94	<p>With the theory out of the way, let’s now apply it to some examples. Consider the
 95	following code snippet:</p>
 96	{% highlight php %}<?php
 97// initialize the $string variable
 98$string = 'a string';
 99// explode() a string
100// this will generate a warning or E_WARNING because the number of arguments to explode() is incorrect
101explode($string);
102?>{% endhighlight %}
103	<p>If you run this script, you’ll get a non-fatal error (E_WARNING), which
104	means that if you had statements following the call to explode(), they
105	would still get executed. Try it for yourself and see!</p>
106	<p>To generate a fatal error, you need to put in a bit more work. Take a look at this:</p>
107	{% highlight php %}<?php
108// call a non-existent function
109// this will generate a fatal error (E_ERROR)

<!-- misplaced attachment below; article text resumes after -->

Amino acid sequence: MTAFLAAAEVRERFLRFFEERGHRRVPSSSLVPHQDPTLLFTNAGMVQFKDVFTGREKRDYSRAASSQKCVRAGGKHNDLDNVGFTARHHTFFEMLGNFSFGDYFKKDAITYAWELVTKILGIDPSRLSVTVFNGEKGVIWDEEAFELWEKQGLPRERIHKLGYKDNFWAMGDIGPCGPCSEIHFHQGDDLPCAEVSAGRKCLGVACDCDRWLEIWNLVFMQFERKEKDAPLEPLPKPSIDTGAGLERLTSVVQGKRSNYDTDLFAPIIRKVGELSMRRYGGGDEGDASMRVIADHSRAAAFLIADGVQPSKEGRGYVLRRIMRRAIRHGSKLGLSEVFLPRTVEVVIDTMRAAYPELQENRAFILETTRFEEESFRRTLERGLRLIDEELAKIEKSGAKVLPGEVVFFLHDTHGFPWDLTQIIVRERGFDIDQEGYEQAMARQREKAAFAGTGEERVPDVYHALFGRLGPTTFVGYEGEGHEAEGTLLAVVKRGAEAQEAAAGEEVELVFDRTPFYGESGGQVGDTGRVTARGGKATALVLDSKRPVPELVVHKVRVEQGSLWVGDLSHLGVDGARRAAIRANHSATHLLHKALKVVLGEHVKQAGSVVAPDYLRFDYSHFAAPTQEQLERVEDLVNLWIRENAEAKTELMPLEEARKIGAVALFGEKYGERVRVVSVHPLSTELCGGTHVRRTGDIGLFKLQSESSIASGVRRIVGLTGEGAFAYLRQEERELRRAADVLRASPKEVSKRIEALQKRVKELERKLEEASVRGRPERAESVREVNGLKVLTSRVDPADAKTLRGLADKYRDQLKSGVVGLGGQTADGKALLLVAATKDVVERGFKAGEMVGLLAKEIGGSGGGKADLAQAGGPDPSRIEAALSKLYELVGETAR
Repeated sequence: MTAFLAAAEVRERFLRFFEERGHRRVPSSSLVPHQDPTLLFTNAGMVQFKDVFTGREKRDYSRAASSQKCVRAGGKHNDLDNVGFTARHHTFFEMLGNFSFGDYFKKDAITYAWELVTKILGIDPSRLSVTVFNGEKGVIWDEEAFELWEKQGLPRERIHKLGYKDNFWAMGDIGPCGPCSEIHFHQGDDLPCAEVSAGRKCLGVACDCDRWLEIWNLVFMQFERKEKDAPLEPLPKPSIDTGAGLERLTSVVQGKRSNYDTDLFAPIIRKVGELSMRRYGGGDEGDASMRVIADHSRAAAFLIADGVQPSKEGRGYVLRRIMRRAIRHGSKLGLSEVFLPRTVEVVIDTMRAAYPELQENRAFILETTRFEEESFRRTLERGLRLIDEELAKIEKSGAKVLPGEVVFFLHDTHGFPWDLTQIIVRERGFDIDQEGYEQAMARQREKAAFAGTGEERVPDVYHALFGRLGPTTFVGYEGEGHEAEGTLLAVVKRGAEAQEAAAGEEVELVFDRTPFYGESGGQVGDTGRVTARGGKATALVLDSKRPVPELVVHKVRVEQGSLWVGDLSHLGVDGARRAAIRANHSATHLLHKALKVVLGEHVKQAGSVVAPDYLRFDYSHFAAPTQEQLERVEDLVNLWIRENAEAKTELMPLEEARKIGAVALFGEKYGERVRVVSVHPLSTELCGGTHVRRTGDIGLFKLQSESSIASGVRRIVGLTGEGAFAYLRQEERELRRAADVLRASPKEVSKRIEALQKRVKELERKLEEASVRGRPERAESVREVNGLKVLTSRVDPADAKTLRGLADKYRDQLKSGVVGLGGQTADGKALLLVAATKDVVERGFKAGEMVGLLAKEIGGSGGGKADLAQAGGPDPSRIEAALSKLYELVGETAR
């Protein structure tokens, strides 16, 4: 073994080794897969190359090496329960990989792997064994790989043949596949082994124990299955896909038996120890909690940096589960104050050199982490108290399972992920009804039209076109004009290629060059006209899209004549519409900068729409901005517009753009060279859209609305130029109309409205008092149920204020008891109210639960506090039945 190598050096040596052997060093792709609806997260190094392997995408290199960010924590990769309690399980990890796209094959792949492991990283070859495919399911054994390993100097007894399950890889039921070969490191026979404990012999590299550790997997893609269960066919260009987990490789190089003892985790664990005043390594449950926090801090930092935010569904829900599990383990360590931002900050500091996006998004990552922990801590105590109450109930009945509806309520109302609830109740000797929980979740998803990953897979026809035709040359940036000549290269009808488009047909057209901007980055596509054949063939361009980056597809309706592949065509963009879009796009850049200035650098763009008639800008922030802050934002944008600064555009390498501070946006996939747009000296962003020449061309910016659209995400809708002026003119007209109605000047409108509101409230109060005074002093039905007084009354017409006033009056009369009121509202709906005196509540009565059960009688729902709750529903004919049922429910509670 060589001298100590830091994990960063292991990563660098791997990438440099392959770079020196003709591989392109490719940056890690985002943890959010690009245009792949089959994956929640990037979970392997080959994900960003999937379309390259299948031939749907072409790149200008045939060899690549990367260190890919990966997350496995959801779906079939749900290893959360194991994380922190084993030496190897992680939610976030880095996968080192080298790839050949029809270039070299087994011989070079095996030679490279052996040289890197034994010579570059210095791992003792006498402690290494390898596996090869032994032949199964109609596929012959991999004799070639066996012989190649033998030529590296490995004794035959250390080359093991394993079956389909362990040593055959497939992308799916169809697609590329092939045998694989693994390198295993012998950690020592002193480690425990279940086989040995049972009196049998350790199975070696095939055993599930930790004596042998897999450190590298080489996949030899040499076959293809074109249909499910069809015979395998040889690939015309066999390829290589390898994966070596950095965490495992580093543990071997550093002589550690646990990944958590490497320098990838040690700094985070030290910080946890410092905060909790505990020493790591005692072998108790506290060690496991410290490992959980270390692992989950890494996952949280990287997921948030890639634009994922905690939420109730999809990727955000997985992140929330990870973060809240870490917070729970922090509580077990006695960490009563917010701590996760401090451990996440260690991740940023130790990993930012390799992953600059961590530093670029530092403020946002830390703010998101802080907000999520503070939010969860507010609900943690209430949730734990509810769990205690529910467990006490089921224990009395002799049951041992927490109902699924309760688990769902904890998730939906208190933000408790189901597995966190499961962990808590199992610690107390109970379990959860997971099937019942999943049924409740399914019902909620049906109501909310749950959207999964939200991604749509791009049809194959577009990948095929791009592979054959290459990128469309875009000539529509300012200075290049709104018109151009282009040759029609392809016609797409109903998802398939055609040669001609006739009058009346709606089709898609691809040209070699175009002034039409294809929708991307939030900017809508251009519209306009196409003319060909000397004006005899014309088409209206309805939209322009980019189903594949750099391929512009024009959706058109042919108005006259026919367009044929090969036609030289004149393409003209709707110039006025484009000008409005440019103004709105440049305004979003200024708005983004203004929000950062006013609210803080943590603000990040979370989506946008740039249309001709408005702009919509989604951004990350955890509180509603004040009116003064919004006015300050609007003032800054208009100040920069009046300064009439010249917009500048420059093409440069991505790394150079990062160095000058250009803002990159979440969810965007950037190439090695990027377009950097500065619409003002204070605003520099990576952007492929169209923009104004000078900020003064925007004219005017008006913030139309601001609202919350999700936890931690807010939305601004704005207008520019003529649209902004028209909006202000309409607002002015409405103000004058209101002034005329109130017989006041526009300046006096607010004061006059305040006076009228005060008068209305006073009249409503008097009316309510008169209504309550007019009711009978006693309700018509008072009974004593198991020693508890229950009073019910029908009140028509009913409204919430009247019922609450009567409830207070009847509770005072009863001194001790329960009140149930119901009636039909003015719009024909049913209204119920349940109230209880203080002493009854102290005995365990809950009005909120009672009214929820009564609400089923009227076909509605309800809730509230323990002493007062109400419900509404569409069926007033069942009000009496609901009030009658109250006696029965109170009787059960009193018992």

110callMeJoe();
111?>{% endhighlight %}
112	<p>Here, the call to a non-existent function trips all of PHP’s alarm wires and generates a
113	fatal error, which immediately stops script execution.</p>
114	<p>Now, here’s the interesting bit. You can control which errors are displayed to the user,
115	by using a built-in PHP function called error_reporting(). This
116	function accepts a named constant, and tells the script to report only errors that
117	match that type. To see this in action, consider the following rewrite of one of the
118	earlier scripts to “hide” non-fatal errors:</p>
119	{% highlight php %}<?php
120// report only fatal errors
121error_reporting(E_ERROR);
122// initialize the $string variable
123$string = 'string';
124// attempt to explode() a string